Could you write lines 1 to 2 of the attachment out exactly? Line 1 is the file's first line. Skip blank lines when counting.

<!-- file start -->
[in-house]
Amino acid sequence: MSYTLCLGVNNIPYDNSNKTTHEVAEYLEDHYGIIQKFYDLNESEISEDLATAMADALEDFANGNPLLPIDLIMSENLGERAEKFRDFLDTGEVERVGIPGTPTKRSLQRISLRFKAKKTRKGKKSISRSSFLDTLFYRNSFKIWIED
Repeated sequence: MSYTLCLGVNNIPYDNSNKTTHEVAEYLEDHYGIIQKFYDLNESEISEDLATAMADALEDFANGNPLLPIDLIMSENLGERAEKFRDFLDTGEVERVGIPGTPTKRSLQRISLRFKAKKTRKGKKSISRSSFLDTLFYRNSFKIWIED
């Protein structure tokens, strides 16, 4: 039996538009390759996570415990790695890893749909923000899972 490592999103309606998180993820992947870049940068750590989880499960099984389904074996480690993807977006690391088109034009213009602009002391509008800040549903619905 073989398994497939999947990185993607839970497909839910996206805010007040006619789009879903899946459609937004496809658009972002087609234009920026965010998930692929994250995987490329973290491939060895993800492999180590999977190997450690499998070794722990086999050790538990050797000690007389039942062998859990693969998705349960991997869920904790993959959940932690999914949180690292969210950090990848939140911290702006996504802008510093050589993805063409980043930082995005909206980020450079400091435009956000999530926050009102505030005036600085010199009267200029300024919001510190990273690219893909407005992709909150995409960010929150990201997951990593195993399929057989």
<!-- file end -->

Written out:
[in-house]
Amino acid sequence: MSYTLCLGVNNIPYDNSNKTTHEVAEYLEDHYGIIQKFYDLNESEISEDLATAMADALEDFANGNPLLPIDLIMSENLGERAEKFRDFLDTGEVERVGIPGTPTKRSLQRISLRFKAKKTRKGKKSISRSSFLDTLFYRNSFKIWIED